Despite the Dow Jones plunging by as much as 1,500 points Monday, Wall Street is rebounding. But there’s a simple explanation for that quick recovery.
Corporate executives have long since been deploying stock buybacks as a strategy for reaping larger dividends on the options they own. Shortly after the George W. Bush administration signed a tax repatriation bill into law in 2005 that allowed corporations to bring money stashed in overseas tax havens back to the U.S., corporations used the money to buy up company stock (and simultaneously fire thousands of workers), driving up the price of shares.
Pfizer, for example, repatriated more than $36 billion and announced a multibillion-dollar stock buyback, and PepsiCo did the same. Last year, Walmart announced plans to invest $20 billion in buying up its own stock for the purposes of providing higher dividends to shareholders. This is partially the reason for Wall Street’s explosive growth in the last year. And given stocks’ tumble in February, corporations are likely ramping up stock buybacks as a way to keep investors from panicking and selling off their stocks before a more serious crash — especially since that’s what they said they would do during the debate surrounding the Republican tax plan.
Last November, Bloomberg reported on Fortune 500 companies’ plans to use the money gained from the tax cut not for capital investment, but for higher dividends on Wall Street.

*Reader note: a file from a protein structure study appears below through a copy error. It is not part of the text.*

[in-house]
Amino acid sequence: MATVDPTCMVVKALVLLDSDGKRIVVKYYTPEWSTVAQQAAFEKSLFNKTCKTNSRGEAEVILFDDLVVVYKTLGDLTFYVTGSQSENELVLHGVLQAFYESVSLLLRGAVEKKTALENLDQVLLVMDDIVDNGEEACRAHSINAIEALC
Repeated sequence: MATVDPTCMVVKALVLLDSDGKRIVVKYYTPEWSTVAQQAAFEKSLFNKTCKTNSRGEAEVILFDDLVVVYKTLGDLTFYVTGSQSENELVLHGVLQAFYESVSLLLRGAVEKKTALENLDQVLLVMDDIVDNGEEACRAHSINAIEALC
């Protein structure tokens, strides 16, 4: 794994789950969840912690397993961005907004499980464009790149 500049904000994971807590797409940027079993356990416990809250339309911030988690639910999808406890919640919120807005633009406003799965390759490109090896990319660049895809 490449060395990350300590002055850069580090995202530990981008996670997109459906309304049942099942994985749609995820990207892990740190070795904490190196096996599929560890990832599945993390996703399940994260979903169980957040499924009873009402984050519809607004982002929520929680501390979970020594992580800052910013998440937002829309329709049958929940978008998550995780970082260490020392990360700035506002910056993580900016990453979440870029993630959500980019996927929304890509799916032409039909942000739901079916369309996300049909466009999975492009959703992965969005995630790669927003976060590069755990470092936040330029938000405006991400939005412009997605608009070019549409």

“We’ll be able to get much more aggressive on the share buyback,” Kelly Kramer, CFO of tech giant Cisco, told Bloomberg regarding the tax bill.
“[Amgen is] actively returning capital in the form of growing dividend and buyback and I’d expect us to continue that,” Amgen CEO Robert Bradway said in an answer to a question about the tax bill from an investor in October.
Several months prior to the Bloomberg report, the Washington Post reported on a Bank of America/Merrill Lynch survey of several hundred top executives at major corporations regarding the possibility of savings from a future corporate tax cut. When asked how they would spend the extra money gained, the top two answers were paying down corporate debt and buying up their own stock, respectively.
While the reason for the Dow Jones’ volatility can be chalked up to a number of reasons, stock buybacks are almost certainly playing a role in the recent rebound financial markets have seen following several abysmal days of trading in early February.
Matthew P. Robbins is a freelance economics contributor covering wages, budgets, and taxes. He lives in Chicago, Illinois with his husband and two cats.